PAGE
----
The central nervous system (CNS) is an important reservoir in HIV that is sensitive to the neurotoxic effects of HIV and antiretroviral therapy.  In the abstract “Preliminary Assessment of the Neurocognitive Effects of Vorinostat Administration in HIV Eradication”[3], David Margolis and colleagues from the University of North Carolina at Chapel Hill looked at neurocognitive functioning in patients receiving vorinostat.  Five patients received 400 mg of vorinostat daily Monday-Wednesday for four weeks, followed by another four week cycle after a five-six week rest period.  Neurocognitive functioning was assessed at the beginning and the end of the study in the areas of language, motor, learning, memory, speed of processing, attention/working memory and executive functioning.  No significant change in neurocognitive performance was found, initially indicating vorinostat is safe for the CNS.  However, with the dosing schema used, repeated and potent induction of viral expression was not seen, limiting the relevance of this study’s results.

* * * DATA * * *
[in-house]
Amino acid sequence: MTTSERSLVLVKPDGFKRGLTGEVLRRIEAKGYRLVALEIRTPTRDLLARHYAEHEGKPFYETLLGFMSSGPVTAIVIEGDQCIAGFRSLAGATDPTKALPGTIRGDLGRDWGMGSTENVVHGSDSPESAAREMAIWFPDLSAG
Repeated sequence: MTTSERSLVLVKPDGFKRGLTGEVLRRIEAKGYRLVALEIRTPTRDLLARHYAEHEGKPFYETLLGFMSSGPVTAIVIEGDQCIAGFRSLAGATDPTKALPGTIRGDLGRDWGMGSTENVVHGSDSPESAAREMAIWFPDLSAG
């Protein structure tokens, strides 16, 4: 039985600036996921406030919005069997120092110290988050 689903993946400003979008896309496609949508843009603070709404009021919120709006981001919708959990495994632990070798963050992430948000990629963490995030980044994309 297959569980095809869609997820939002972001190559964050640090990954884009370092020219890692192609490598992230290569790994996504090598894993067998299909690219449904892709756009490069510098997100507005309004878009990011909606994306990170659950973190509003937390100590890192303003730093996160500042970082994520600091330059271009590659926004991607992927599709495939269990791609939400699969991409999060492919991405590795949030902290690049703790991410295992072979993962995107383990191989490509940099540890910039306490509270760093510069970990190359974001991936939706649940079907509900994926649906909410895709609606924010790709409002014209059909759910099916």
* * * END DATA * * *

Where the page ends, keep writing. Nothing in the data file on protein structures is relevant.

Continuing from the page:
[1] Multidose Vorinostat in HIV-infected individuals on effective ART leads to an increase in regulatory T cells but no change in inducible virus or HIV-specific T cells. Wightman, J.H. Elliot, A.E. Solomon, R. Fromentin, F.A. Procopio, J. Zeidan, T. Spelman, N. Chomont, P.U. Cameron, R.P. Sekaly, S.R. Lewin.  AIDS 2014, Melbourne, Australia, July 2014, LBPE07.
[2] Modeling the effects of vorinostat in vivo on activation of latent HIV infection. S. Lewin, K. Ruian, J. Elliott, A. Perelson. AIDS 2014, Melbourne, Australia, July 2014, THPE017. 
[3] Preliminary assessment of the neurocognitive effects of vorinostat administration in HIV eradication. K. Robertson, J. Kuruc, N. Archin, J. Eron, D. Margolis. AIDS 2014, Melbourne, Australia, July 2014, WEPE018.